Japan is asking all elementary, junior high and senior high schools to close after this week and not reopen until after their spring break ends in April, in a bid to protect children from COVID-19.

Announcing the move, Prime Minister Shinzo Abe said he is "putting health and safety of children first above all."

"Normally, schools in Japan typically begin spring breaks in late March," Japan's NHK News reports. "They will now be effectively asked to start their holidays early."

The nationwide shutdown comes after jurisdictions in Hokkaido and Chiba announced plans to close their schools to avoid close contact that could spread the virus.

As Japan fights to contain the coronavirus, "the next one to two weeks will be of critical importance," Abe said, laying out his plans at Japan's Novel Coronavirus Response Headquarters Thursday.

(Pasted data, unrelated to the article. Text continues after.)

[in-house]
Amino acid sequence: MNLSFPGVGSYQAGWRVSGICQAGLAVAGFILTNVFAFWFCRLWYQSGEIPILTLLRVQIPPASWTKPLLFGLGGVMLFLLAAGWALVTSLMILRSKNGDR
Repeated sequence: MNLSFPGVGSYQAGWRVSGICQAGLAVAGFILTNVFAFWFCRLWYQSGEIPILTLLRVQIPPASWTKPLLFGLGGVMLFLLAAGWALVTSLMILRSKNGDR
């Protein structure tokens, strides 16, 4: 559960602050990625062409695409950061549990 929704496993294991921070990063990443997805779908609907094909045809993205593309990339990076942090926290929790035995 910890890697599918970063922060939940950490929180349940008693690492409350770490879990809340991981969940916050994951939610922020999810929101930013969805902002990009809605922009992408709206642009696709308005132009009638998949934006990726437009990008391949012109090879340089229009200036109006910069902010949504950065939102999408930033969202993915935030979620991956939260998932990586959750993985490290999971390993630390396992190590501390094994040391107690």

Japan's government is also asking businesses and other employers to give wide latitude to their employees, both to allow them to take leave if they feel ill and to accommodate parents who now face an unplanned stretch of several weeks without school.

The government will address "various issues caused by these measures," Abe added.

In another new development, Japanese health officials say a woman who had recovered from COVID-19 and was released from care has been found to have the virus again. An Osaka resident, the woman was originally diagnosed on Jan. 29, when she became Japan's eighth patient. She's now listed as patient No. 148.

Japan currently has 210 confirmed cases of the coronavirus, according to its Ministry of Health, Labor and Welfare. But that figure omits more than 700 cases from the Diamond Princess cruise ship. The ship became one of the world's largest clusters of COVID-19 cases outside of mainland China as it sat for weeks in quarantine at a port in Yokohama.

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